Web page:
by Emily M.
After you’ve just gotten engaged, you're inevitably going to have a lot of planning to do. And while it may be tempting to jump headfirst into scheduling an engagement shoot or sending out “save the dates,” remember that financial planning should be at the forefront of your conversations as a newly-engaged couple. Financial issues are a top cause for stress in marriages so it’s important to set some time aside to establish a strong foundation in the beginning as you strive to build financial security as a couple.
1.) Set Up a Savings Account
Depending on if you choose to have joint or separate accounts, it's important to set up some sort of a savings account after your engagement for unexpected expenses that may arise. Maybe you and your partner are looking to buy a home in the future or purchase a big-ticket item. Even if you decide to keep your accounts separate, individually, it's still important to be mindful of setting some money aside for an emergency fund. Having a savings account sets you up for financial stability and responsibility in your marriage and ensures that you have a place to draw money out of for any unplanned circumstances you may face as a couple.
2. Update Life Insurance Policies
Now that you'll be starting a future together, it's important to have legal documentation updated in the way that you both see fit. Maybe you have a life insurance policy through work but the amount would not adequately protect your future spouse or you don’t currently have your partner listed as the beneficiary of the policy. Because you potentially could be combining finances and assets, you'll want to ensure that your significant other is sufficiently covered. Take some time to research different life insurance options after your engagement to secure the best policy for you and your future spouse.
3. Pay Off Credit Card Debt
Whether you and your partner have been together for years or just a few months, getting engaged is a special moment and the start of a new chapter. If possible, starting this next stage with a clean slate can help relieve some stress you may have about finances as you begin to prepare for wedding expenses. Take this time to be honest with your partner about any debts that you may have and work together to come up with a plan to try to tackle these debts as much as you can before the big day.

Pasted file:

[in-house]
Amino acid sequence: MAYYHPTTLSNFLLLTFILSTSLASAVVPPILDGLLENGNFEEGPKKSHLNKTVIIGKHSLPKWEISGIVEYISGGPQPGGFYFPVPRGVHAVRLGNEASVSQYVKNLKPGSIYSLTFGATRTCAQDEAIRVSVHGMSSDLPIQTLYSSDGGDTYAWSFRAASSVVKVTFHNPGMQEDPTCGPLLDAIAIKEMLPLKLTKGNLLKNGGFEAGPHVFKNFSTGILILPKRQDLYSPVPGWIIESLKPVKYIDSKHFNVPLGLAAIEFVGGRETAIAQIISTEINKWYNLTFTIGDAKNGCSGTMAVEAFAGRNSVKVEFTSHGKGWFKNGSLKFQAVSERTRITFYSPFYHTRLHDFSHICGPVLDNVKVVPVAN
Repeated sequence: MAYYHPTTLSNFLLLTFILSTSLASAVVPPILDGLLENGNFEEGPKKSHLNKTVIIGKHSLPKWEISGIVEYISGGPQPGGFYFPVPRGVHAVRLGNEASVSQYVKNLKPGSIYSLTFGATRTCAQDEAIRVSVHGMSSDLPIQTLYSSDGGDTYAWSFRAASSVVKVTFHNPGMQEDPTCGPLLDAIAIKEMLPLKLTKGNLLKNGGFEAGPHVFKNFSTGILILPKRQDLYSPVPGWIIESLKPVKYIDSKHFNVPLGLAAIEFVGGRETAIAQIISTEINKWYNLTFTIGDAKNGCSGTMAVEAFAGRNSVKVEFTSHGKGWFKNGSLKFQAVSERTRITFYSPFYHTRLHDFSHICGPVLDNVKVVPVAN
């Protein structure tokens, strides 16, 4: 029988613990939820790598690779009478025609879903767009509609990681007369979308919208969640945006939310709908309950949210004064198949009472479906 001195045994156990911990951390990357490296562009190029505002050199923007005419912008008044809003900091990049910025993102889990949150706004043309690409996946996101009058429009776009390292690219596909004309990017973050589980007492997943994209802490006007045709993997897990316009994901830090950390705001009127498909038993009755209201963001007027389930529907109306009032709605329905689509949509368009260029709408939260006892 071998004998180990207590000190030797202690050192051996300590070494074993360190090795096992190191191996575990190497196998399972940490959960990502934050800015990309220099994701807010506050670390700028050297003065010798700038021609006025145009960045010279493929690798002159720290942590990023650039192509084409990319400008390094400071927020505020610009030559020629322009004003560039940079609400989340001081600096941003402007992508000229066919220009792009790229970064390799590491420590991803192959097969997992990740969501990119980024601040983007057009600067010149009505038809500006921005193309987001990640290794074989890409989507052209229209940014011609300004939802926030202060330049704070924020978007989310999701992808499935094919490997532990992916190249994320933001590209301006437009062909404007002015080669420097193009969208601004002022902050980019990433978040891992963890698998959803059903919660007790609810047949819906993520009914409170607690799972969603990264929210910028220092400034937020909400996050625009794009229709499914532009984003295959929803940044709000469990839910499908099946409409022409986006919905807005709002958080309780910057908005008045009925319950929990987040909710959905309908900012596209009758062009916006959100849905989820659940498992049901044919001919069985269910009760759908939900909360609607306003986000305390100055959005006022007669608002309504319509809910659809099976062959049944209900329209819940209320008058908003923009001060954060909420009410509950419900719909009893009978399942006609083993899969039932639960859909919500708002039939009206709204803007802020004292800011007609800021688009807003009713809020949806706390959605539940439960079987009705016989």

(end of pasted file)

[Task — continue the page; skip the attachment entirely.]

Addressing credit card debt is an important step in achieving financial security because credit cards usually have extremely high-interest rates and low suggested minimum payments — which can make it seem difficult to get ahead. There are different strategies to paying down credit card debt so look into a solution together about how to overcome this financial issue that many have.
4. Create a Budget for your Big Day
Planning a wedding together might be the first large purchase you make as a couple. If so, you'll want to work together to come to an agreement about how you plan on funding the big event. Depending on how long you have to plan for your wedding as well as your financial backgrounds, it could help to determine your forecasted budget early on and then allocate money aside each month to offset the cost. Planning early can help you to organize your wants versus needs and come to an agreement with your significant other about how you can plan your dream day without compromising your financial well being.
5. Discuss Your Investing Philosophies
Maybe you're a seasoned investor or are just starting to look at different investment options. Either way, you'll want to have a conversation with your partner about where you stand on investing principles. For example, maybe one of you has experience with financial instability and prefers less risky investments, whereas the other one would rather build up more of a high risk, high reward portfolio. It's important to have this discussion early on to understand where your partner is coming from and the reasoning behind their personal investment philosophy.
This is also a good time to start discussing retirement and how you both plan on accomplishing the long term goals you may have. For example, maybe you have a 401K through your company but your partner prefers to also have a private IRA or Roth IRA account. Whichever option you choose for investing and retirement planning, it's important to remember that, the earlier you start, the more likely you are to be stable and prepared for long-term financial security.
Remember that, while planning a wedding may be overwhelming at times, you're working together with your partner to create the best possible outcome for your future together. This is why it’s crucial to set some time aside after your engagement to determine your financial needs and goals as a couple. This ensures that you're on the same page moving forward about finances, and can help you avoid one of the most common causes for stress and anxiety in a marriage. This financial conversation establishes good habits and forms a solid foundation to build upon in your future together. Congratulations on finding your happily ever after!